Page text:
Mitchell honors ancestor’s place in New Orleans history

Brian Mitchell is photographed in front of a portrait of his ancestor, Oscar James Dunn. Photo by Lonnie Timmons III/UA Little Rock Communications.

A University of Arkansas at Little Rock professor is bringing to light the long, forgotten accomplishments of a historically significant family member by participating in a public project striving to preserve the erased history of New Orleans.

Paper Monuments is a public art and public history project designed to elevate the voices of the people of New Orleans. The project sought public proposals for prospective monuments, memorials, and public art that honors the erased histories of the people, places, movements, and events of New Orleans’ 300-year history.

In the Paper Monument Posters project, a team of designers, artists, urbanists, and educators have been working since July 2017 to pair scholarly narratives and locally commissioned artwork in telling lost or obscured stories of New Orleans history. One post tells the story of Oscar James Dunn, the country’s first black lieutenant governor and the three-times great uncle of Brian Mitchell, an assistant professor of history at UA Little Rock.

“My great uncle was the equivalent to Barack Obama in his time, but it wasn’t until I got to college that I began hearing about these political figures in any sort of detail,” Mitchell said.

Mitchell, along with artist Jeremy Paten, recently published a Paper Monument Poster highlighting the life and achievements of Dunn in New Orleans’ history.

“The Paper Monuments project is a creative attempt to deal with reimagining public spaces formerly used to display Confederate monuments,” Mitchell said. “The project paired historians with artists to tell the stories that they believe are worthy of public commemoration, in hopes that knowledge of the people and events commemorated by the project will shape the selection of monuments selected to replace the ones removed.”

Dunn was born a slave in 1822 in New Orleans. On Feb. 5, 1831, Oscar Dunn was purchased by his stepfather, James Dunn, a free black stage carpenter. After he was emancipated in 1832, Dunn attended one of the city’s free schools, but was apprenticed to a master plasterer at 14.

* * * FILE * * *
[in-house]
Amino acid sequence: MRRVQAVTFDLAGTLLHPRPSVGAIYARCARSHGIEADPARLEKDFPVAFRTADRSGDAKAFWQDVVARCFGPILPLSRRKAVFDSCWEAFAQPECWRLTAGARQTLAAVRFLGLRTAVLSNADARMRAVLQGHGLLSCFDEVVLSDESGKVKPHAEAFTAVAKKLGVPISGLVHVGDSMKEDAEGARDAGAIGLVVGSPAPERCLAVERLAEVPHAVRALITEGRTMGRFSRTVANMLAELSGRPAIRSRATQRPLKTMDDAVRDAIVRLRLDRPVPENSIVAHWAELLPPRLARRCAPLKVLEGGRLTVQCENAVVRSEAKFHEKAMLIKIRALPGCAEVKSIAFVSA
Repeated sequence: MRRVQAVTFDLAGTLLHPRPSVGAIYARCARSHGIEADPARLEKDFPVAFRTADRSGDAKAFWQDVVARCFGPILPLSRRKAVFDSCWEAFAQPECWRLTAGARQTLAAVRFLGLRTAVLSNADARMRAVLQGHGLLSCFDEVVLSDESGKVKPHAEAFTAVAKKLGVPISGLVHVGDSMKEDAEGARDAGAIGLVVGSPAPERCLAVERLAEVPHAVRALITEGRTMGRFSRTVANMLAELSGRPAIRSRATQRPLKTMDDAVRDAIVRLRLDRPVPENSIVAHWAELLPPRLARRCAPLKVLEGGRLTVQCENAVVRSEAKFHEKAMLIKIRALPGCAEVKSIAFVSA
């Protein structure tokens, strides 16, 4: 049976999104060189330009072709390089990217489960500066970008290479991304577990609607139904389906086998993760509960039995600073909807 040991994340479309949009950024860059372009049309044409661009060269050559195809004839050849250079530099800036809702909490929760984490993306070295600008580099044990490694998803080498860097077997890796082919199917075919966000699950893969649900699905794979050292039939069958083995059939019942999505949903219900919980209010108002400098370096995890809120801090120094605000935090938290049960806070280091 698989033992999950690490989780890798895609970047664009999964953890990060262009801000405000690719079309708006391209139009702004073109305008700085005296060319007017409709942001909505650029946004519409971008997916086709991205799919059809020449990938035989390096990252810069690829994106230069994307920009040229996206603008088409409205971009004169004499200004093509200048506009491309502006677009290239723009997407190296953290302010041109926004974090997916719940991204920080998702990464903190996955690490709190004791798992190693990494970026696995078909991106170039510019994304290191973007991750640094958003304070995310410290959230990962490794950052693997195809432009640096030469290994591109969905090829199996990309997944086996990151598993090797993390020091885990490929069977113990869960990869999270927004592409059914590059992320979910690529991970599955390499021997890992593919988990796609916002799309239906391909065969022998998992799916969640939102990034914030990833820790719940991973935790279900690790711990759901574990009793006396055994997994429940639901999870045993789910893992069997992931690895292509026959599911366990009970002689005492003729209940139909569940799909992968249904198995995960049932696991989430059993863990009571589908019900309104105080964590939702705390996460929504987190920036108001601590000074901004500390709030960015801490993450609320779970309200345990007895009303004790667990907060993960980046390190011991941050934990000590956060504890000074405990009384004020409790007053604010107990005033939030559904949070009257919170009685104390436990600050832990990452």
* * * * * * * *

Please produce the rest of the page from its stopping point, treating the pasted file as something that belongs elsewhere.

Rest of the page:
After the Civil War, Dunn began a business of writing contracts for freed slaves. His contracts assured former slaves that they would be paid fairly by plantation owners and required that education be provided to their children. Dunn was a rising political star who fought for public education for children, universal suffrage, and civil rights.

Dunn was among the first black men appointed to political office within Louisiana’s Reconstruction government. In 1867, Dunn was elected to the New Orleans Board of Aldermen and was also installed as the assistant recorder of the city’s Second District Court, becoming the first black person to serve in a judicial capacity in the state.

In July 1868, Dunn ran on the Republican gubernatorial ticket with Henry Warmoth and was elected Louisiana’s first black lieutenant governor. In office, Dunn opposed the de-facto re-enslavement of black children through agricultural apprenticeships and helped to form “The Bakery for the People,” a collected designed to foster economic independence.

On Sept. 26, 1868, Gov. Warmoth vetoed the Civil Rights Act of 1866, creating a schism within Louisiana’s Republican party. Dunn helped lead the faction that sought to remove Warmoth from office. In the event of Warmoth’s impeachment, Dunn, as lieutenant governor, would have become governor, making him the first black governor in the U.S.

“By 1871, they had mustered enough support to impeach the governor,” Mitchell said. “Before Warmoth’s impeachment, Dunn became violently ill and quickly died, leading many to speculate that he had been poisoned.”

On the day of Dunn’s funeral, Nov. 23, 1871, a day of mourning was declared, closing all the city’s government offices. An estimated 50,000 people attended Dunn’s funeral, one of the largest in New Orleans history.

What Mitchell finds most ironic about participating in the Paper Monuments is that Dunn was originally meant to have a monument. Louisiana allocated $10,000 to build a monument to honor Dunn, but it was never built. Overall, Mitchell loved participating in the project and hopes that a similar public project will begin in Arkansas to commemorate the state’s forgotten heroes.

“I loved the idea and believe it would be wonderful if Arkansas created a similar project to showcase the state’s little known historical events and figures,” Mitchell said.

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